- tell your doctor and pharmacist what other prescription and nonprescription medications, vitamins, nutritional supplements, and herbal products you are taking or plan to take. Be sure to mention the medications listed in the IMPORTANT WARNING section and any of the following: amiodarone (Cordarone, Pacerone), atorvastatin (Lipitor, in Caduet, in Liptruzet), cyclosporine (Gengraf, Neoral), digoxin (Lanoxin), dronedarone (Multaq), erythromycin (E.E.S., E-Mycin, Erythrocin), esomeprazole (Nexium, in Vimovo), ketoconazole (Nizoral), quinidine, rifampin (Rifadin, in Rifamate, in Rifater, Rimactane), selective serotonin-reuptake inhibitors such as citalopram (Celexa), escitalopram (Lexapro), fluoxetine (Prozac, Sarafem, Selfemra), fluvoxamine (Luvox), paroxetine (Brisdelle, Paxil, Pexeva), and sertraline (Zoloft); serotonin–norepinephrine reuptake inhibitors (SNRI) such as desvenlafaxine (Khedezla, Pristiq), duloxetine (Cymbalta), levomilnacipran (Fetzima), milnacipran (Savella), and venlafaxine (Effexor); and verapamil (Calan, Covera, Isoptin, Verelan, in Tarka). Your doctor may need to change the doses of your medications or monitor you carefully for side effects. Many other medications may also interact with edoxaban, so be sure to tell your doctor about all the medications you are taking, even those that do not appear on this list.
- tell your doctor if you have heavy bleeding anywhere in your body that cannot be stopped. Your doctor will probably tell you not to take edoxaban.
- tell your doctor if you weigh 132 pounds (60 kilograms) or less and if you have or have ever had any type of bleeding problem, a mechanical heart valve, antiphospholipid syndrome (an autoimmune disorder that causes blood clots), cancer of the stomach or intestine, or heart, kidney or liver disease.
- tell your doctor if you are pregnant, plan to become pregnant, or are breastfeeding. If you become pregnant while taking edoxaban, call your doctor.
- if you are having surgery, including dental surgery, tell the doctor or dentist that you are taking edoxaban.
What special dietary instructions should I follow?
Unless your doctor tells you otherwise, continue your normal diet.
What should I do if I forget a dose?
Take the missed dose as soon as you remember it on the same day. However, if it is the next day, skip the missed dose and continue your regular dosing schedule. Do not take a double dose to make up for a missed one.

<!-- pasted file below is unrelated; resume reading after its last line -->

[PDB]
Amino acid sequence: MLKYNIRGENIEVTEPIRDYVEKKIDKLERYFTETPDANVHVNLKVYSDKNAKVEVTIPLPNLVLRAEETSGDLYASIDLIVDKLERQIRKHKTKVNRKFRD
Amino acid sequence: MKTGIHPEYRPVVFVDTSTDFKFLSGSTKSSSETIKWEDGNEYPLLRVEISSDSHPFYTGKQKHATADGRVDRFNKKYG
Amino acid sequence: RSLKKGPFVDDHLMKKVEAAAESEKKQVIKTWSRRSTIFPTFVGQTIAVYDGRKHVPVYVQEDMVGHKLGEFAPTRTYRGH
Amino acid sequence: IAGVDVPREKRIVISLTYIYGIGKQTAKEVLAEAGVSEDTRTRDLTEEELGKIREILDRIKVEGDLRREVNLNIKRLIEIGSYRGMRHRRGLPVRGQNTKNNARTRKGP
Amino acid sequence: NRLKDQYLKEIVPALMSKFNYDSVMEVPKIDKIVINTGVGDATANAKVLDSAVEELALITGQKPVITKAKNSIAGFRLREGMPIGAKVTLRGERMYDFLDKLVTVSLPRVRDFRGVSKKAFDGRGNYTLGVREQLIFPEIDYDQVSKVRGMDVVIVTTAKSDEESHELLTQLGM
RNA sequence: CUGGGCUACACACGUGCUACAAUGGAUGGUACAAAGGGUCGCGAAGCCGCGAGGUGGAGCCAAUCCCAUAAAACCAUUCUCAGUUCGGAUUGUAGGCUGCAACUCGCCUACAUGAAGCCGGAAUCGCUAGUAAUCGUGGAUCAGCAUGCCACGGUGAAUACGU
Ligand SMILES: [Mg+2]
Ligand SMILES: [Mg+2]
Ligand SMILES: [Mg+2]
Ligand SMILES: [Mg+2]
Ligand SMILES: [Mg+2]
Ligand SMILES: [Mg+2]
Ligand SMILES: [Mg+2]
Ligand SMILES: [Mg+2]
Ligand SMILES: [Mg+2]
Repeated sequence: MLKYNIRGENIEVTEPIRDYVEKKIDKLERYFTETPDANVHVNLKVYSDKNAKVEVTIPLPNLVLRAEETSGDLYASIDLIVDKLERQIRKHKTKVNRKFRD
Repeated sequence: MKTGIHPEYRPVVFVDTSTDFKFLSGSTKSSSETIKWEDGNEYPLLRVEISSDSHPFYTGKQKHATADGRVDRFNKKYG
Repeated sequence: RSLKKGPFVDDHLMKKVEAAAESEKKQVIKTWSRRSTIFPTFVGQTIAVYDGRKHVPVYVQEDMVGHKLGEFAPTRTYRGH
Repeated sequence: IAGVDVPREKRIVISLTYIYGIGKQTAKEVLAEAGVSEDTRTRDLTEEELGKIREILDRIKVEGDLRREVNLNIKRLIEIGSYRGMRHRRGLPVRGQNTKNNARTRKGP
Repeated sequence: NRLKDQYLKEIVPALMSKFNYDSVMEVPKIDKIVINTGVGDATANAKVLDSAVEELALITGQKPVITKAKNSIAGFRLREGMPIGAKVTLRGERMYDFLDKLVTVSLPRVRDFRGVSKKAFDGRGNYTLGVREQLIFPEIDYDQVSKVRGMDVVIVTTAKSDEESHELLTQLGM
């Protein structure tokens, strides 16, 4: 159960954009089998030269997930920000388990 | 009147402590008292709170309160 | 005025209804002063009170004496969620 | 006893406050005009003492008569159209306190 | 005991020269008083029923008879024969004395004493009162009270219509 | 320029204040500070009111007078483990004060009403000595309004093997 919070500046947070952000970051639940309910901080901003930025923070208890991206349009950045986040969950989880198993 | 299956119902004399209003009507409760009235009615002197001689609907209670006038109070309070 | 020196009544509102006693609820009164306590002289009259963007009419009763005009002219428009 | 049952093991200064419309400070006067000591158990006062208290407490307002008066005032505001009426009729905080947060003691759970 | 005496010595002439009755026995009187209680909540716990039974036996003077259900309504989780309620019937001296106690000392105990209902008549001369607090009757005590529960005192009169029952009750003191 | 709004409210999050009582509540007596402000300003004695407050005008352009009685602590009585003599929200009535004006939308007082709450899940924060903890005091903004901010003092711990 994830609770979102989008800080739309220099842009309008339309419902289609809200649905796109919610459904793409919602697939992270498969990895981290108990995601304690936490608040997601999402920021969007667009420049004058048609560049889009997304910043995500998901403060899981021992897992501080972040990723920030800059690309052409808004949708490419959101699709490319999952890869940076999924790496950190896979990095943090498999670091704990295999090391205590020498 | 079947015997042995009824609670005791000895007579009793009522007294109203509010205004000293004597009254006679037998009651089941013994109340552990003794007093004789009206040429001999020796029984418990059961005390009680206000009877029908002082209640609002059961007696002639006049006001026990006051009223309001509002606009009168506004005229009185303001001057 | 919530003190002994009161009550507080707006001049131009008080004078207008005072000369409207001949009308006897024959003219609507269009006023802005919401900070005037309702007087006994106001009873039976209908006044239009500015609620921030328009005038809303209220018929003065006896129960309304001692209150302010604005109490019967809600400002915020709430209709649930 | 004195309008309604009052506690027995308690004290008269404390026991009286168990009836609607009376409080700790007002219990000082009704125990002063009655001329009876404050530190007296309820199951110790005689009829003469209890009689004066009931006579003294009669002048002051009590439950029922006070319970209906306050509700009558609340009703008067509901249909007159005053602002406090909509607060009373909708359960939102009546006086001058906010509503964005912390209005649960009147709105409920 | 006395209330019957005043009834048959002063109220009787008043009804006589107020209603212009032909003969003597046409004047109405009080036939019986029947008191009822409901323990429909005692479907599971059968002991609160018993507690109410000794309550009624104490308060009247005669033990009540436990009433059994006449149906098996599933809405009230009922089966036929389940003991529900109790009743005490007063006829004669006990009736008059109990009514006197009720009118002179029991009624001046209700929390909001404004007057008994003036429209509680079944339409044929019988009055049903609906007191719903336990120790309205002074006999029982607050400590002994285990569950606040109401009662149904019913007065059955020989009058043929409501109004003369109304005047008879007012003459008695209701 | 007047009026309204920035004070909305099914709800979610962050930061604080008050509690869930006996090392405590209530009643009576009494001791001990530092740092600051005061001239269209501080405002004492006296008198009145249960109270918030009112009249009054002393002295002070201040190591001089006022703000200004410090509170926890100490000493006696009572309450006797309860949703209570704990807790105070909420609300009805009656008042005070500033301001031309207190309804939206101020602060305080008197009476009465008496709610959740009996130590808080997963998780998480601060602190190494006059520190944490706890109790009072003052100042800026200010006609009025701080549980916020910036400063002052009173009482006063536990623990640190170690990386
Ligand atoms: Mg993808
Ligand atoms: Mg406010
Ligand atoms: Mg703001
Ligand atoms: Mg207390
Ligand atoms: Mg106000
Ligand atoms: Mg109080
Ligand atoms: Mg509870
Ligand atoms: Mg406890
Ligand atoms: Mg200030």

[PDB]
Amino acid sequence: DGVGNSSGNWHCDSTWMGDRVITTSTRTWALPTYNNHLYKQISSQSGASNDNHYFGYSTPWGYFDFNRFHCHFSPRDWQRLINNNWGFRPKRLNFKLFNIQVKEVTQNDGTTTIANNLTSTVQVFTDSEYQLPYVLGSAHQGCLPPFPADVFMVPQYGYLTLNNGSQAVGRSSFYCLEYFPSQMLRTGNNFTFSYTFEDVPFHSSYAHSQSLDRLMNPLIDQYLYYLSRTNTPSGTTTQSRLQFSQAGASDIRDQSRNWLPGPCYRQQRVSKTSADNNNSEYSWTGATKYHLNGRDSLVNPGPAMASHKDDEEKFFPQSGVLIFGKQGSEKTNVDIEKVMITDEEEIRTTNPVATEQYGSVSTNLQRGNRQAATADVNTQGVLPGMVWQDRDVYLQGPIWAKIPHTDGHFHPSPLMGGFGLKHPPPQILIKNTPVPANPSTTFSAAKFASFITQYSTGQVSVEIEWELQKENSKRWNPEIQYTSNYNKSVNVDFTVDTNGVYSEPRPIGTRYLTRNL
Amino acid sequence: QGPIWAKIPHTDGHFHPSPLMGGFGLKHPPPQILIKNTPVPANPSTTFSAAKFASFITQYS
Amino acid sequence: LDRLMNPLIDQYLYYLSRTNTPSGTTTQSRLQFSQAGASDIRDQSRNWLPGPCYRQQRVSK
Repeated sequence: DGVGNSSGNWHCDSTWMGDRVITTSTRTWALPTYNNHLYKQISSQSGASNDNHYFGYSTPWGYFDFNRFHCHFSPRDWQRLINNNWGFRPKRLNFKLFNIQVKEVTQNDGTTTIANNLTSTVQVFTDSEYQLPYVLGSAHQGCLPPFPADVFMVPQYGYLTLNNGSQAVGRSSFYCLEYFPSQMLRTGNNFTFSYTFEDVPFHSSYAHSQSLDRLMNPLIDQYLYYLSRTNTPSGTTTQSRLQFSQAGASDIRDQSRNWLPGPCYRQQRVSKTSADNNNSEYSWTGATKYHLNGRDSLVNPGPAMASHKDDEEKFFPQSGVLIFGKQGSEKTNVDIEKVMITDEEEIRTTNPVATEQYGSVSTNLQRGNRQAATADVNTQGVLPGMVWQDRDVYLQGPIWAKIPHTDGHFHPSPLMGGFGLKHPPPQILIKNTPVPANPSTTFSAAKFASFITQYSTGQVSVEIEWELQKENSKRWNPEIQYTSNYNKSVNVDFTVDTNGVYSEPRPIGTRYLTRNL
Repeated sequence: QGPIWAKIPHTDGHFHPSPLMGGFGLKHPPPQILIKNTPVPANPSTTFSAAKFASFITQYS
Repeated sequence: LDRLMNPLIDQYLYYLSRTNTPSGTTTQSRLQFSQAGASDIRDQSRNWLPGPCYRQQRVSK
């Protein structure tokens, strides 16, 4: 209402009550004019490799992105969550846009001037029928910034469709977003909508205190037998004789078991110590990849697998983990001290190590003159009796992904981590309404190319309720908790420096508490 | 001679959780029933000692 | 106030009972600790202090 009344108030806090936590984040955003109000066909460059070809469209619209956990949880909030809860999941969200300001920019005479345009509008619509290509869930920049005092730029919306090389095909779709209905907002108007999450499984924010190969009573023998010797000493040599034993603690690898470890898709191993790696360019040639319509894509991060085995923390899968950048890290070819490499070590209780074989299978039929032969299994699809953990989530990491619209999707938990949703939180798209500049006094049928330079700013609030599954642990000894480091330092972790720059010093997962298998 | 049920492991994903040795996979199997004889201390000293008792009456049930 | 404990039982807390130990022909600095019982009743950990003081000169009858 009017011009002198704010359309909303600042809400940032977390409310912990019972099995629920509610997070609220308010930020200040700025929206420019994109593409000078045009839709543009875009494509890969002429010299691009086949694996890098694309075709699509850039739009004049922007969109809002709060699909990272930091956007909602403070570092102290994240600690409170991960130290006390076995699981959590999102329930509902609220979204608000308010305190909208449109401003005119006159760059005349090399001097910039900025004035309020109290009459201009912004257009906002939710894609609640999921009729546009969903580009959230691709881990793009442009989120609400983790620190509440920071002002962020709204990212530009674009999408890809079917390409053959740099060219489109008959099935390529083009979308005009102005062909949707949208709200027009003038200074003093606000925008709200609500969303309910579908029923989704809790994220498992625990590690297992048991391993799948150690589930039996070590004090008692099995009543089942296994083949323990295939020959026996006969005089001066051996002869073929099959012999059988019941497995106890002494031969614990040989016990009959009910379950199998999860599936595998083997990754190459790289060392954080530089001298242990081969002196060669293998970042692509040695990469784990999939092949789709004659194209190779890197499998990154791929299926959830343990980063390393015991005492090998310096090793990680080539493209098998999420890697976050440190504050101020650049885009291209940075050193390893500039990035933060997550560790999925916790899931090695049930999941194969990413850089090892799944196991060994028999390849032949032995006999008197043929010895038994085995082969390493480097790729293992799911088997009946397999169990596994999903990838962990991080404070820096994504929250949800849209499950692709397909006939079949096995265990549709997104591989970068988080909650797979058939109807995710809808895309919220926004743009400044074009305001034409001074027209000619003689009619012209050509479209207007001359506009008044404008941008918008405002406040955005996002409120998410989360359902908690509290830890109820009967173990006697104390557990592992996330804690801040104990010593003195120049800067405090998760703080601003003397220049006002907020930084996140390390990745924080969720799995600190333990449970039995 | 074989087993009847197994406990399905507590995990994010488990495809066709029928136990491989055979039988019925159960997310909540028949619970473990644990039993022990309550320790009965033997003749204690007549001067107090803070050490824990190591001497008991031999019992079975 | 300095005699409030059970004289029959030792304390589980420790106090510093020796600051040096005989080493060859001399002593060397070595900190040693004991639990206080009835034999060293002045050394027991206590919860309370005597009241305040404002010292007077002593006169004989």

What side effects can this medication cause?
Edoxaban may cause side effects. Tell your doctor if any of these symptoms are severe or do not go away:
- unusual tiredness or weakness
- pale skin
Some side effects can be serious. If you experience any of these symptoms or those listed in the IMPORTANT WARNING section, stop taking edoxaban and call your doctor immediately:
- bleeding gums
- heavy vaginal bleeding
- red, pink, or brown urine
- red or black, tarry stools
- coughing up or vomiting blood or material that looks like coffee grounds
Edoxaban may cause other side effects. Call your doctor if you have any unusual problems while taking this medication.
If you experience a serious side effect, you or your doctor may send a report to the Food and Drug Administration's (FDA) MedWatch Adverse Event Reporting program online (http://www.fda.gov/Safety/MedWatch) or by phone (1-800-332-1088).
What should I know about storage and disposal of this medication?
Keep this medication in the container it came in, tightly closed, and out of reach of children. Store it at room temperature and away from excess heat and moisture (not in the bathroom).
Unneeded medications should be disposed of in special ways to ensure that pets, children, and other people cannot consume them. However, you should not flush this medication down the toilet. Instead, the best way to dispose of your medication is through a medicine take-back program. Talk to your pharmacist or contact your local garbage/recycling department to learn about take-back programs in your community. See the FDA's Safe Disposal of Medicines website (http://goo.gl/c4Rm4p) for more information if you do not have access to a take-back program.
It is important to keep all medication out of sight and reach of children as many containers (such as weekly pill minders and those for eye drops, creams, patches, and inhalers) are not child-resistant and young children can open them easily. To protect young children from poisoning, always lock safety caps and immediately place the medication in a safe location – one that is up and away and out of their sight and reach. http://www.upandaway.org
In case of emergency/overdose
In case of overdose, call the poison control helpline at 1-800-222-1222. Information is also available online at https://www.poisonhelp.org/help. If the victim has collapsed, had a seizure, has trouble breathing, or can't be awakened, immediately call emergency services at 911.
Symptoms of overdose may include the following:
- unusual bleeding or bruising
- bloody, black, or tarry stools
- blood in urine
- coughing up or vomiting blood or material that looks like coffee grounds
What other information should I know?
Before having any laboratory test, tell your doctor and the laboratory personnel that you are taking edoxaban.
Do not let anyone else take your medication. Ask your pharmacist any questions you have about refilling your prescription.
It is important for you to keep a written list of all of the prescription and nonprescription (over-the-counter) medicines you are taking, as well as any products such as vitamins, minerals, or other dietary supplements. You should bring this list with you each time you visit a doctor or if you are admitted to a hospital. It is also important information to carry with you in case of emergencies.